Method: Using the 2011-2017 Medical Expenditure Panel Survey, we linked residential segregation data from the National Neighborhood Change Database and county-level data from the Area Health Resources Files, using the Federal Information Processing Standard county code. The sample included 611 community-dwelling Black adults aged 65 and older (level 1) and 87 counties (level 2) where older Blacks resided. We used a robust logistic regression accounting for clustering to examine predictors of mental health service use, operationalized as visit(s) to a mental health professional or prescribed medication for mental health (1=yes, 0=no) during the past year. We measured residential segregation using: 1) isolation (level of interaction within the Black population) and 2) dissimilarity (evenness of distribution of racial groups). Indices ranged from 0 (integrated) to 1 (segregated). We included county-level sociodemographic characteristics (e.g., the proportion of older adults, high poverty areas) and healthcare supply such as numbers of mental health professionals, community mental health centers) and Medicare Advantage penetration rates. We adjusted for age, sex, marital status, education, income, attitude toward health care, health insurance, and mental health status.
Results: Robust logistic regression accounting for clustering showed that older Blacks with mental health symptoms living in a highly segregated area (i.e., higher isolation) were more likely to use mental health services (OR=2.33, p=0.012). Living in a high poverty area decreased the odds of using mental health services compared with living in a county with a lower poverty rate ((OR=0.43, p=0.005), adjusting for all other variables. At the individual level, females (OR=1.87, p=0.003) and US-born older adults (OR=2.22, p=0.03) were more likely to use mental health services, whereas better mental health status (OR=0.94, p<.001) was associated with lower odds of using mental health services. Those with only public health insurance were less likely to use a mental health service than those with public and private health insurance (OR=0.52, p=0.009).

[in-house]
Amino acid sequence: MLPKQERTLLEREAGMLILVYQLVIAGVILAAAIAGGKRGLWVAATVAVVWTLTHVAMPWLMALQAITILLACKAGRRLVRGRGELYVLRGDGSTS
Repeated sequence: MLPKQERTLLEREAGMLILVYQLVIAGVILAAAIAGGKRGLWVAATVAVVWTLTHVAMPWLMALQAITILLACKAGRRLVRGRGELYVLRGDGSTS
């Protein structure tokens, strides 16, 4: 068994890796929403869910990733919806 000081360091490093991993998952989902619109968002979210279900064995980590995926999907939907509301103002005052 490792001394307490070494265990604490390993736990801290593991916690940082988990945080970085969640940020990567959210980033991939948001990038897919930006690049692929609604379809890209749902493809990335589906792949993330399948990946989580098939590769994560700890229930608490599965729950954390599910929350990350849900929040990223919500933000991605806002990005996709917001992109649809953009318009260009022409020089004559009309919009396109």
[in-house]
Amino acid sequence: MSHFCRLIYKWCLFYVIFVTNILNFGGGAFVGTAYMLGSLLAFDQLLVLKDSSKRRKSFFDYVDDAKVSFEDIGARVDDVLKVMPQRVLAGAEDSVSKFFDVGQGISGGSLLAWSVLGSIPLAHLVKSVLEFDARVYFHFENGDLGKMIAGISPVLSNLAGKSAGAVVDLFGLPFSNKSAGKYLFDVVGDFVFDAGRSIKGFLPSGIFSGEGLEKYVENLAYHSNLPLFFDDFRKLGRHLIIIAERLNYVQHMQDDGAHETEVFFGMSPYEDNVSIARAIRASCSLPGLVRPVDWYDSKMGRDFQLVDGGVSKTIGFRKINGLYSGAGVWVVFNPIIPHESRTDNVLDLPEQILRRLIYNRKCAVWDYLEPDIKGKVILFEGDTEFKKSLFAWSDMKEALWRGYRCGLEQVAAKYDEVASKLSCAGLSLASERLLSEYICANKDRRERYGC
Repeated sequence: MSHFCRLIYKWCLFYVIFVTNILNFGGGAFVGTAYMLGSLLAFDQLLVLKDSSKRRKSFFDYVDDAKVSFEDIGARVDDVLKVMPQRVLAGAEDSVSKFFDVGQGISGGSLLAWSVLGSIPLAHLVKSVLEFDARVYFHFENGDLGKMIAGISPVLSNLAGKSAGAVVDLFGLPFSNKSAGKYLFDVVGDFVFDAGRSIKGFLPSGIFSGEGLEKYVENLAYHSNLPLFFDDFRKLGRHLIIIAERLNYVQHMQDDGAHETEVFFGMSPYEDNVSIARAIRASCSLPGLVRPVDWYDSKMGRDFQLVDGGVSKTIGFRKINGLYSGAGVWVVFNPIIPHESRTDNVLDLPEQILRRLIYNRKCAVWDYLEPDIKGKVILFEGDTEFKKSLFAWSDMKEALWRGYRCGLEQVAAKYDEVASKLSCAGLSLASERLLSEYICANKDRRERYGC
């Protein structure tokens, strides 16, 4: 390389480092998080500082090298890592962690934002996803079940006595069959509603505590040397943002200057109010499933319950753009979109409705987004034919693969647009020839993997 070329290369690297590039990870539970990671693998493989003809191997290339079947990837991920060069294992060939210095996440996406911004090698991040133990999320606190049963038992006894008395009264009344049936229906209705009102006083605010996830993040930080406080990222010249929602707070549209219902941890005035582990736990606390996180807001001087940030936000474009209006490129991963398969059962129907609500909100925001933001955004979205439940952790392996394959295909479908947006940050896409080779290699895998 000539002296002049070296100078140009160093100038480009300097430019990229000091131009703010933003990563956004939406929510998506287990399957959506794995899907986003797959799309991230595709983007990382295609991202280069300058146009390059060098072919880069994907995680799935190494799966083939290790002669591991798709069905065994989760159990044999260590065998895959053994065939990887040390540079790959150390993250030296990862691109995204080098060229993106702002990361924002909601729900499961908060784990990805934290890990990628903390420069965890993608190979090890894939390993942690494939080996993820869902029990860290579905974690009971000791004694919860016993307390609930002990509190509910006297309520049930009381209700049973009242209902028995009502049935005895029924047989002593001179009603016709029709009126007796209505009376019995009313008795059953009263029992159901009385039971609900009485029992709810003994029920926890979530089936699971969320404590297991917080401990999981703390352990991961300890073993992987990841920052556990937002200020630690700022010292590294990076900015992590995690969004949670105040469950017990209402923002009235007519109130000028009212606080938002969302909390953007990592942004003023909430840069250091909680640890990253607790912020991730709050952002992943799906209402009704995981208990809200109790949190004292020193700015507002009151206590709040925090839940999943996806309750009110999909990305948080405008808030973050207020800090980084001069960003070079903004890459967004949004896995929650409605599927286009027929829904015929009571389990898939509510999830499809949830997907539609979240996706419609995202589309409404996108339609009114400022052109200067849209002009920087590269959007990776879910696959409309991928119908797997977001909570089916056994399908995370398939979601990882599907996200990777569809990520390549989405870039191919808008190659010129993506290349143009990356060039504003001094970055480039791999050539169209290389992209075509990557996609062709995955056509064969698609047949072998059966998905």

Conclusions and Implications: Findings highlight that living in economically disadvantaged areas can limit mental health service use due to fewer healthcare resources. The finding that living in a segregated county (i.e., higher probability of contact between Black populations) is related to more mental health service utilization suggests the potential for culturally competent mental health services and support from the residents. Future research should look into the intersection of area poverty and living in a segregated neighborhood for this population.